ACLU, Other Groups Want N.J. to Limit Use of Solitary Confinement for Juveniles

American Civil Liberties Union and a coalition of religious, social services and children’s groups today will ask New Jersey to ban using solitary confinement as punishment for juveniles in state and county detention facilities. The state allows for juvenile offenders to be locked away in their rooms for up to five straight days as disciplinary punishment. Corrections officials in the United States have said it’s a needed tool. The ACLU and the groups say the practice goes against the mission of juvenile detention centers: to rehabilitate young people, all of whom will be released. "These are folks who are getting out, and we have an obligation to ensure both that they’re rehabilitated, and also that they’re not horribly damaged," said Alex Shalom, the policy counsel of the ACLU in New Jersey. "I think this is a real opportunity for New Jersey to take a leadership role." 

The groups say they will file a petition with the Juvenile Justice Commission and the state Attorney General’s Office asking the state to change its rules on solitary confinement. A copy of the request, provided to The Star-Ledger, calls for banning corrections officers at state and county-run facilities from isolating juveniles in their cells as punishment.

The state runs four juvenile offender facilities that can hold more than 600 young people. Residents range in age from 12 to 23, though most are teens. About a dozen counties operate their own detention centers, which housed about 4,500 juveniles in 2011. The petition also calls for limiting the use of isolation as a means of keeping juveniles from hurting themselves or others. Such "room restrictions" can now be used for 24 hours but also may be extended for days and weeks if laid out in a special schedule designed for each resident. The groups want to limit those room restrictions to six hours initially, with possible extensions of up to 18 hours. The Juvenile Justice Commission signaled last week that it was willing to discuss the recommendations.

In a statement, the commission said officials will meet with the ACLU today "to discuss strategies for achieving our goal of ensuring the safety and welfare of the commission’s residents." The commission changed its rules on isolation of juveniles in 2005, when it first limited room restrictions to five days. It says the practice is used for discipline, medical reasons and to protect everyone in the facilities. "Implementation of this new rule received strong support from a broad range of advocacy groups, and remains in large measure the correctional standard across the nation," the statement said.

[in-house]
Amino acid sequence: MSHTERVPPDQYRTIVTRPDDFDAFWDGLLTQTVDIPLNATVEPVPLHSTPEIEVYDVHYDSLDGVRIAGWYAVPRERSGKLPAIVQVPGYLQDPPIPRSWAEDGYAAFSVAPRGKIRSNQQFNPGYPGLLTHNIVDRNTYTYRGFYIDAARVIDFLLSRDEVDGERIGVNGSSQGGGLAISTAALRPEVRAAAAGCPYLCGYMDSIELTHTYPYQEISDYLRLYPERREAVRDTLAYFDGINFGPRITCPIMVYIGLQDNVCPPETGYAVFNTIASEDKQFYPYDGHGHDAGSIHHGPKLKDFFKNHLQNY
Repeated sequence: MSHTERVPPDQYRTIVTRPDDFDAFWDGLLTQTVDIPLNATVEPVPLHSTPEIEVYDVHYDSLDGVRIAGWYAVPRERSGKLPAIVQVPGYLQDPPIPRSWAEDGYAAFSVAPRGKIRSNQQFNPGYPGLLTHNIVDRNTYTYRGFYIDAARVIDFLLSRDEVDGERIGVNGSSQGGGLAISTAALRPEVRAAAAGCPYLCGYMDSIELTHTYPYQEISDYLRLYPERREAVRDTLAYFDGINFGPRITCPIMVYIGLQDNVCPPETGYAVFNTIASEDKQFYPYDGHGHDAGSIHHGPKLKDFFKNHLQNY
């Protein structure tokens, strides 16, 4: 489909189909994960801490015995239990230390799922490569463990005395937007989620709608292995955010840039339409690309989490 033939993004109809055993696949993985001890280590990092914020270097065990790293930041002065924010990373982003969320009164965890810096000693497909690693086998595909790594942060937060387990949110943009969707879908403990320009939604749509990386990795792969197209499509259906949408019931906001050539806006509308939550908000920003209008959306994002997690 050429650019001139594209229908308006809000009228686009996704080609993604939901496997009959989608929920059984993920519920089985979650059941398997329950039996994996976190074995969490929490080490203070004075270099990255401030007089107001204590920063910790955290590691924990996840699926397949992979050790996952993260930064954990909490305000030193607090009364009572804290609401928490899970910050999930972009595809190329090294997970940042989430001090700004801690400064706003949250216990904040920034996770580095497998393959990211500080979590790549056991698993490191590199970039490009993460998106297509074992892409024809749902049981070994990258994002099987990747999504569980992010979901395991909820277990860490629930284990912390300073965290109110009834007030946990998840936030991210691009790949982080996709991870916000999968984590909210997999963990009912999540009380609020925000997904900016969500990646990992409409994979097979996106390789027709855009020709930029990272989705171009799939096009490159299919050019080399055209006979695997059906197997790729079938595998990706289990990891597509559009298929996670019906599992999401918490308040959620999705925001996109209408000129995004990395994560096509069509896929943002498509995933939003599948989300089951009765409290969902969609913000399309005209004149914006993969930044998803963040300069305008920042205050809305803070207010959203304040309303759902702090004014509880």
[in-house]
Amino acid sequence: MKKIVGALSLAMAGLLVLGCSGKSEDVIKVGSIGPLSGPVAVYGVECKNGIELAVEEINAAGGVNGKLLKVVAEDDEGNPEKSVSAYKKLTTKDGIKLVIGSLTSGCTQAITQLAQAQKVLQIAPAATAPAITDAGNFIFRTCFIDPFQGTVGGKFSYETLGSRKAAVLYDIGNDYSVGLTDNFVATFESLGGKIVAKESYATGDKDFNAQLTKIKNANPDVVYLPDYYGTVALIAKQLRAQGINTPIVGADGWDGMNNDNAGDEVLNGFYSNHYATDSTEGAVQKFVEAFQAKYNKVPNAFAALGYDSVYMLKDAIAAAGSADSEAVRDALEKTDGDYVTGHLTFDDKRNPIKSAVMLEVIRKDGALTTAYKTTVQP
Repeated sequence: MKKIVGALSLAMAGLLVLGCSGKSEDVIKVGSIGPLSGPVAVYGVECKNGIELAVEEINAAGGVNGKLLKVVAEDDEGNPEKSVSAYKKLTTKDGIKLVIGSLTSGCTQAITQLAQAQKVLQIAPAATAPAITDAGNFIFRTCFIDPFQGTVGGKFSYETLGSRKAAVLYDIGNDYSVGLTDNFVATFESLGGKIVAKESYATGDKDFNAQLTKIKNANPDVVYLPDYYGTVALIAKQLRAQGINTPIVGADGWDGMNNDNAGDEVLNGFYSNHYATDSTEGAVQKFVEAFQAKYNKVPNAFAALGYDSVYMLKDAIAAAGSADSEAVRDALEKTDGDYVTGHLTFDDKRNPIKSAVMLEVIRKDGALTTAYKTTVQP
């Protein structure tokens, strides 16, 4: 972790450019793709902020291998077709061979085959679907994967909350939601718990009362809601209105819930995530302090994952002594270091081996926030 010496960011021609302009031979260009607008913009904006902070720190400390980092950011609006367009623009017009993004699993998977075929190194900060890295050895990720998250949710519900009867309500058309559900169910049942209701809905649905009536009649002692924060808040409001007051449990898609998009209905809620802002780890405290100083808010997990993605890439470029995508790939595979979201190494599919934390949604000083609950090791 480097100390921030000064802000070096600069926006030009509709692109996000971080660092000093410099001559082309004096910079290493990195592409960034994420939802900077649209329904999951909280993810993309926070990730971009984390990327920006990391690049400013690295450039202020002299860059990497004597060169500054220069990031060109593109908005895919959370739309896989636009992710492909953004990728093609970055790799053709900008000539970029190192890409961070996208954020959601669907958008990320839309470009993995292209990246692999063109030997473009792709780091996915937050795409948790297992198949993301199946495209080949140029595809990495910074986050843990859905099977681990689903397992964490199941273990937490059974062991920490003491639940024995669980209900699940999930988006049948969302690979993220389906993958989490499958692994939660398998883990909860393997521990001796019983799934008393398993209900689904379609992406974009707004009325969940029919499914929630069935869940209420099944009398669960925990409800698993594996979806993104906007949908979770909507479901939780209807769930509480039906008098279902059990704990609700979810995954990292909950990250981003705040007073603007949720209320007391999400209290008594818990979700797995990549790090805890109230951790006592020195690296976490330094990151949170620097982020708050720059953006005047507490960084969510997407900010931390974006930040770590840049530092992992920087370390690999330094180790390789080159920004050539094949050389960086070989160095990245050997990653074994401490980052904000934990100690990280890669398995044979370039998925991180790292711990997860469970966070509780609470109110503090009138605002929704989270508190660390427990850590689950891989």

"That said, the JJC regularly monitors, reviews and adjusts its policies and practices, including its room restriction policy, to ensure that the commission is using the best methodology to promote the education, advancement and rehabilitation of the juveniles for which it is responsible."It’s unclear how often isolation is used at the state’s juvenile detention facilities. The Juvenile Justice Commission does not maintain any publicly available data on the practice at its facilities or at county-run detention centers, which are generally used to house juveniles awaiting trial. In a report last year on the solitary confinement of teenagers, the ACLU and Human Rights Watch found teens were being isolated in their cells at jails, prisons and detention facilities across the country.

The New York City Department of Corrections, the report said, indicated that more than 14 percent of adolescents it housed in fiscal 2012 were in solitary confinement at least once. In New Jersey, there’s anecdotal evidence to suggest solitary confinement is a commonly used tool, said Laura Cohen, the director of the Rutgers Criminal and Youth Justice Clinic, one of the groups asking for the rules change. She estimates 60 percent of the incarcerated juvenile offenders the clinic has represented spent time in isolation. Many are kept in solitary confinement for minor infractions, such as writing on the wall, she said. "We have seen everything from those kind of minor vandalism incidents or talking back to guards or teachers, all the way up to much more serious incidents in which people were injured," she said. 

Most states permit the isolation of minors, and the American Correctional Association, which sets standards and accredits detention facilities in the United States, also allows for the practice as a tool to keep order and maintain safety. But the solitary confinement of juveniles has been banned entirely in five states, and three others have significantly limited its use, according to the petition being filed today.

Mental health experts warn that solitary confinement of anyone can lead to anxiety, depression and even psychosis. The American Academy of Child and Adolescent Psychiatry and the United Nations both oppose the solitary confinement of children. Stuart Grassian, a Boston psychiatrist who has evaluated patients kept in isolation, said most children who get locked up suffer from mental illness, and many with mental illness are sent into solitary confinement.

"What actually happens when you put people in these conditions is you’ve succeeded at making them as sick, as wild, as out of control, as incapable of functioning in broader society as you possibly can. And, of course, isn’t it obvious? You increase the chance of recidivism," Grassian said. "When they get out, you’ve succeeded at making them as dangerous to the community and as dangerous to themselves as you possibly can."



By Ryan Hutchins/The Star-Ledger 

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